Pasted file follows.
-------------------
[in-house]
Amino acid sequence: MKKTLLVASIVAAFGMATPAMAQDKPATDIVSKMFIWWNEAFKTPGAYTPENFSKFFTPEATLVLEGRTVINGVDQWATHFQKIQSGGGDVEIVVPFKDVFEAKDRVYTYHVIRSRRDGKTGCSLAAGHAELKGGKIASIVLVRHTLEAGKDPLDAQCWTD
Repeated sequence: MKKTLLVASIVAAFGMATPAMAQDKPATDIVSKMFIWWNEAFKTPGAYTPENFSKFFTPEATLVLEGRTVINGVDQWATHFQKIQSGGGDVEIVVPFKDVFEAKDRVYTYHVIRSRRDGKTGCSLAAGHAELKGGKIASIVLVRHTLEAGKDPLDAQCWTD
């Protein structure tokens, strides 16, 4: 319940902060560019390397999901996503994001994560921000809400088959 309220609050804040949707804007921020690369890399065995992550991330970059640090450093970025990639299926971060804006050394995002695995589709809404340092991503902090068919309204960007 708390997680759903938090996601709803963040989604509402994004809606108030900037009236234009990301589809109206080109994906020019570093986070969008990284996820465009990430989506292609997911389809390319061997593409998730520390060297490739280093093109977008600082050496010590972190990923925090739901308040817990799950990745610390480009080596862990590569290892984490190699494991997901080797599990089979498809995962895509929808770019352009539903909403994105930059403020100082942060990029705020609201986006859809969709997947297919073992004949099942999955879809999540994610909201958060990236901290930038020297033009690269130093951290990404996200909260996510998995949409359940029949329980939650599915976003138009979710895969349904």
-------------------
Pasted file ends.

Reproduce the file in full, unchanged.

[in-house]
Amino acid sequence: MKKTLLVASIVAAFGMATPAMAQDKPATDIVSKMFIWWNEAFKTPGAYTPENFSKFFTPEATLVLEGRTVINGVDQWATHFQKIQSGGGDVEIVVPFKDVFEAKDRVYTYHVIRSRRDGKTGCSLAAGHAELKGGKIASIVLVRHTLEAGKDPLDAQCWTD
Repeated sequence: MKKTLLVASIVAAFGMATPAMAQDKPATDIVSKMFIWWNEAFKTPGAYTPENFSKFFTPEATLVLEGRTVINGVDQWATHFQKIQSGGGDVEIVVPFKDVFEAKDRVYTYHVIRSRRDGKTGCSLAAGHAELKGGKIASIVLVRHTLEAGKDPLDAQCWTD
């Protein structure tokens, strides 16, 4: 319940902060560019390397999901996503994001994560921000809400088959 309220609050804040949707804007921020690369890399065995992550991330970059640090450093970025990639299926971060804006050394995002695995589709809404340092991503902090068919309204960007 708390997680759903938090996601709803963040989604509402994004809606108030900037009236234009990301589809109206080109994906020019570093986070969008990284996820465009990430989506292609997911389809390319061997593409998730520390060297490739280093093109977008600082050496010590972190990923925090739901308040817990799950990745610390480009080596862990590569290892984490190699494991997901080797599990089979498809995962895509929808770019352009539903909403994105930059403020100082942060990029705020609201986006859809969709997947297919073992004949099942999955879809999540994610909201958060990236901290930038020297033009690269130093951290990404996200909260996510998995949409359940029949329980939650599915976003138009979710895969349904």